Redwood fades into the past

3 Feb 00
Conservatives in local government this week defended the sacking of John Redwood, one of the few high-profile members of William Hague's shadow cabinet, claiming he was part of the 'party's past'.

04 February 2000

Archie Norman replaced Redwood, who has twice failed to become party leader, on February 1 as shadow environment spokesman. Tory peer Lord Hanningfield said Redwood's demotion was inevitable.

'John Redwood did not have any future because he's part of the past. Archie Norman is very much the future,' he said.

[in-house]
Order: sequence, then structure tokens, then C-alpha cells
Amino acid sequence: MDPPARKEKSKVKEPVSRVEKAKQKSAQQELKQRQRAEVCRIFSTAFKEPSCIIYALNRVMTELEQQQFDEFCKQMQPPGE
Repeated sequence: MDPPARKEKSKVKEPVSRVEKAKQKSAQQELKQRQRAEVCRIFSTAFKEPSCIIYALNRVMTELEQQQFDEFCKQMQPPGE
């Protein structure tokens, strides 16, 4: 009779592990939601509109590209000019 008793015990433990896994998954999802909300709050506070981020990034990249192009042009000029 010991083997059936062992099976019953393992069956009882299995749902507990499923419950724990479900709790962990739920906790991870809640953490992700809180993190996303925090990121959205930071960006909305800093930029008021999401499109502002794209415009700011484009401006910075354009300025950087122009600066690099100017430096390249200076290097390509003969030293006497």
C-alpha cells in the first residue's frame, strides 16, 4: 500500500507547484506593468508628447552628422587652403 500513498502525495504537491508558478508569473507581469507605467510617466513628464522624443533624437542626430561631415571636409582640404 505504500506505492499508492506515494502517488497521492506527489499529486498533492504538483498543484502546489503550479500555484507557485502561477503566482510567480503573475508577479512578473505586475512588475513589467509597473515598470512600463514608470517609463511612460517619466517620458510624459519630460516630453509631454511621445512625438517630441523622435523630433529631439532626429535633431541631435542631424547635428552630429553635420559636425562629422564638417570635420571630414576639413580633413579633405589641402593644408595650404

Despite his surprise demotion, party insiders admitted they would miss Redwood on the front bench. Norman, 45, who subsequently stood down as a director of Railtrack, has only been an MP for three years.

Unaffected by the change is Nigel Waterson. His position as local government spokesman was said to be secure.

Hanningfield said there would be no drastic changes in policy on local government, transport or the regions. Norman is expected to focus on the role of the regional development agencies, whose abolition the Conservatives have called for.

Charterhouse-educated Norman was briefed on party policy on directly elected mayors on February 2. The Tories will continue their call for more options to be given to councils when choosing their new political structures.

The reshuffle also saw Michael Portillo return to the front bench. He replaces Francis Maude as shadow chancellor.


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